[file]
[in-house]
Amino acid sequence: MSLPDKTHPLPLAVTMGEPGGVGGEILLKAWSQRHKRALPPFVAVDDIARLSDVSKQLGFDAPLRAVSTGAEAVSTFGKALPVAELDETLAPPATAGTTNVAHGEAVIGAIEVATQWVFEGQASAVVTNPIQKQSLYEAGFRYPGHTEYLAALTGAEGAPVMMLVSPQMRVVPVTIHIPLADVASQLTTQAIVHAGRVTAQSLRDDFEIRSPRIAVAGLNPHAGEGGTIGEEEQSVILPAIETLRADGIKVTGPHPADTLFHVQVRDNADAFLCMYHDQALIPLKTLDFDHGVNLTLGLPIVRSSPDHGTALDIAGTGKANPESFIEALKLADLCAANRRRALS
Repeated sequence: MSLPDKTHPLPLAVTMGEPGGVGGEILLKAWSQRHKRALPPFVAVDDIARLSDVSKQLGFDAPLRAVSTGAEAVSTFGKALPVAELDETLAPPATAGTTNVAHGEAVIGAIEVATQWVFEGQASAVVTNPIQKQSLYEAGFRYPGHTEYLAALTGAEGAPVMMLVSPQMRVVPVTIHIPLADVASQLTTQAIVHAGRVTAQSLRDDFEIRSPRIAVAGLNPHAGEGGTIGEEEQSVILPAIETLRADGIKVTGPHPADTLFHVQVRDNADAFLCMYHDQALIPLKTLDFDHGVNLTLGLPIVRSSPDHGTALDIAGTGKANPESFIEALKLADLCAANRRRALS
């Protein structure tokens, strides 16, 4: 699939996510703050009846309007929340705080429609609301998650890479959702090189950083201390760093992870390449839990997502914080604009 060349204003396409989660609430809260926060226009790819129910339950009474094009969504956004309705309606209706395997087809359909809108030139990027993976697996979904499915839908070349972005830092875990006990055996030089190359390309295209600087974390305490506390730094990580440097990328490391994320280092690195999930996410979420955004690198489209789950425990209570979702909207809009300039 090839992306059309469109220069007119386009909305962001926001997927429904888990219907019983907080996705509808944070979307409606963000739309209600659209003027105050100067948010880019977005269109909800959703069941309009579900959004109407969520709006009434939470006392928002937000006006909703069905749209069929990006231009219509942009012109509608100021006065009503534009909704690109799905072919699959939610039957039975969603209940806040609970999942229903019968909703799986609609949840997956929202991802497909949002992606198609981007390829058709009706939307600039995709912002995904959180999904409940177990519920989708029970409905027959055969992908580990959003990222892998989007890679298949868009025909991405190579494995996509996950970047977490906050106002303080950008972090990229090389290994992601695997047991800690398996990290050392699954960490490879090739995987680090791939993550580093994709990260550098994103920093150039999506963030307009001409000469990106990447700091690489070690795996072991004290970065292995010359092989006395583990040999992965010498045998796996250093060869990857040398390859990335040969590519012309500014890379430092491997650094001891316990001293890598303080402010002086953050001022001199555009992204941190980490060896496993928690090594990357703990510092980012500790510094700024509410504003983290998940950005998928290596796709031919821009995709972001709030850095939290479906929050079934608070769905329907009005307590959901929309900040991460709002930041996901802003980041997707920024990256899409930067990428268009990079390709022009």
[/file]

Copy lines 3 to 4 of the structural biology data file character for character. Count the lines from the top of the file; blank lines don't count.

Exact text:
Repeated sequence: MSLPDKTHPLPLAVTMGEPGGVGGEILLKAWSQRHKRALPPFVAVDDIARLSDVSKQLGFDAPLRAVSTGAEAVSTFGKALPVAELDETLAPPATAGTTNVAHGEAVIGAIEVATQWVFEGQASAVVTNPIQKQSLYEAGFRYPGHTEYLAALTGAEGAPVMMLVSPQMRVVPVTIHIPLADVASQLTTQAIVHAGRVTAQSLRDDFEIRSPRIAVAGLNPHAGEGGTIGEEEQSVILPAIETLRADGIKVTGPHPADTLFHVQVRDNADAFLCMYHDQALIPLKTLDFDHGVNLTLGLPIVRSSPDHGTALDIAGTGKANPESFIEALKLADLCAANRRRALS
């Protein structure tokens, strides 16, 4: 699939996510703050009846309007929340705080429609609301998650890479959702090189950083201390760093992870390449839990997502914080604009 060349204003396409989660609430809260926060226009790819129910339950009474094009969504956004309705309606209706395997087809359909809108030139990027993976697996979904499915839908070349972005830092875990006990055996030089190359390309295209600087974390305490506390730094990580440097990328490391994320280092690195999930996410979420955004690198489209789950425990209570979702909207809009300039 090839992306059309469109220069007119386009909305962001926001997927429904888990219907019983907080996705509808944070979307409606963000739309209600659209003027105050100067948010880019977005269109909800959703069941309009579900959004109407969520709006009434939470006392928002937000006006909703069905749209069929990006231009219509942009012109509608100021006065009503534009909704690109799905072919699959939610039957039975969603209940806040609970999942229903019968909703799986609609949840997956929202991802497909949002992606198609981007390829058709009706939307600039995709912002995904959180999904409940177990519920989708029970409905027959055969992908580990959003990222892998989007890679298949868009025909991405190579494995996509996950970047977490906050106002303080950008972090990229090389290994992601695997047991800690398996990290050392699954960490490879090739995987680090791939993550580093994709990260550098994103920093150039999506963030307009001409000469990106990447700091690489070690795996072991004290970065292995010359092989006395583990040999992965010498045998796996250093060869990857040398390859990335040969590519012309500014890379430092491997650094001891316990001293890598303080402010002086953050001022001199555009992204941190980490060896496993928690090594990357703990510092980012500790510094700024509410504003983290998940950005998928290596796709031919821009995709972001709030850095939290479906929050079934608070769905329907009005307590959901929309900040991460709002930041996901802003980041997707920024990256899409930067990428268009990079390709022009």